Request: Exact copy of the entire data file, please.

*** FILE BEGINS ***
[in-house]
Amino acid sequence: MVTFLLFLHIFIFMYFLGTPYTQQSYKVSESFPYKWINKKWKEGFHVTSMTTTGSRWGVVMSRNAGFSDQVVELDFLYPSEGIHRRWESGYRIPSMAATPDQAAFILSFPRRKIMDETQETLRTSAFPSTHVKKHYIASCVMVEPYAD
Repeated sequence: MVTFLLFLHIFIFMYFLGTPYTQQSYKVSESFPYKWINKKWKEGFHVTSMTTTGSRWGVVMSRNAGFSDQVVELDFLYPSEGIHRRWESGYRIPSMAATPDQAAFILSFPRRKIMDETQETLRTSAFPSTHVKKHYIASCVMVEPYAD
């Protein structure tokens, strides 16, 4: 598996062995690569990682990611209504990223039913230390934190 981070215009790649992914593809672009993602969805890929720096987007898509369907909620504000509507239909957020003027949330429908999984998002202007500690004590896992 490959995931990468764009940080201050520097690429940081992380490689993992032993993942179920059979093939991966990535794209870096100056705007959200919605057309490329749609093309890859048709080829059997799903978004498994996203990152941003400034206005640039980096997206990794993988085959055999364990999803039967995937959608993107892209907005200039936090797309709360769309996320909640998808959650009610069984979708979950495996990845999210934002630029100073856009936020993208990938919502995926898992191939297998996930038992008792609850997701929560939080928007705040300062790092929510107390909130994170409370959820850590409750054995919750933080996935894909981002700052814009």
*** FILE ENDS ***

[in-house]
Amino acid sequence: MVTFLLFLHIFIFMYFLGTPYTQQSYKVSESFPYKWINKKWKEGFHVTSMTTTGSRWGVVMSRNAGFSDQVVELDFLYPSEGIHRRWESGYRIPSMAATPDQAAFILSFPRRKIMDETQETLRTSAFPSTHVKKHYIASCVMVEPYAD
Repeated sequence: MVTFLLFLHIFIFMYFLGTPYTQQSYKVSESFPYKWINKKWKEGFHVTSMTTTGSRWGVVMSRNAGFSDQVVELDFLYPSEGIHRRWESGYRIPSMAATPDQAAFILSFPRRKIMDETQETLRTSAFPSTHVKKHYIASCVMVEPYAD
């Protein structure tokens, strides 16, 4: 598996062995690569990682990611209504990223039913230390934190 981070215009790649992914593809672009993602969805890929720096987007898509369907909620504000509507239909957020003027949330429908999984998002202007500690004590896992 490959995931990468764009940080201050520097690429940081992380490689993992032993993942179920059979093939991966990535794209870096100056705007959200919605057309490329749609093309890859048709080829059997799903978004498994996203990152941003400034206005640039980096997206990794993988085959055999364990999803039967995937959608993107892209907005200039936090797309709360769309996320909640998808959650009610069984979708979950495996990845999210934002630029100073856009936020993208990938919502995926898992191939297998996930038992008792609850997701929560939080928007705040300062790092929510107390909130994170409370959820850590409750054995919750933080996935894909981002700052814009």